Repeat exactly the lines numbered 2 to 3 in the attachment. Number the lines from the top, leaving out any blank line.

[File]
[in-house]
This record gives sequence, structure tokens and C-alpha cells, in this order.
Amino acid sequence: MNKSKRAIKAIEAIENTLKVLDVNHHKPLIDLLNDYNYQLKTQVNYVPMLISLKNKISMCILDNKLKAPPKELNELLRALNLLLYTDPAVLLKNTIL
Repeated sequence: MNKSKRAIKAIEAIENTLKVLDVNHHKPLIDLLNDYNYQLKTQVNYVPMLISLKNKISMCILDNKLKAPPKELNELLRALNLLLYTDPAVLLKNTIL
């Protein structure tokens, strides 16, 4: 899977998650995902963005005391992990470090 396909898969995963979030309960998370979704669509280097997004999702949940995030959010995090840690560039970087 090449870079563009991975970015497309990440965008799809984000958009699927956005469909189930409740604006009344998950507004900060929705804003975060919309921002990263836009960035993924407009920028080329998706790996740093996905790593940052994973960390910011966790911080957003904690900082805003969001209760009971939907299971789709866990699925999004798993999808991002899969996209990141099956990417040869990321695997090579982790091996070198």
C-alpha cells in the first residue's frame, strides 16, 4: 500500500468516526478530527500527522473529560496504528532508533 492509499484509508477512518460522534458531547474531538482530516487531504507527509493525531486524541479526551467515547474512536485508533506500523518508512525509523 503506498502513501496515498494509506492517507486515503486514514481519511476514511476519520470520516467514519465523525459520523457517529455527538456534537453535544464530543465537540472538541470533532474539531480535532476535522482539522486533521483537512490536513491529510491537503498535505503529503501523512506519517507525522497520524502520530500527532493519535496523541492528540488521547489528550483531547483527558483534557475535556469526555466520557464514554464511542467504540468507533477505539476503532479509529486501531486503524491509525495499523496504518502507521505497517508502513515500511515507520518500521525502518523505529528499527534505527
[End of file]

This record gives sequence, structure tokens and C-alpha cells, in this order.
Amino acid sequence: MNKSKRAIKAIEAIENTLKVLDVNHHKPLIDLLNDYNYQLKTQVNYVPMLISLKNKISMCILDNKLKAPPKELNELLRALNLLLYTDPAVLLKNTIL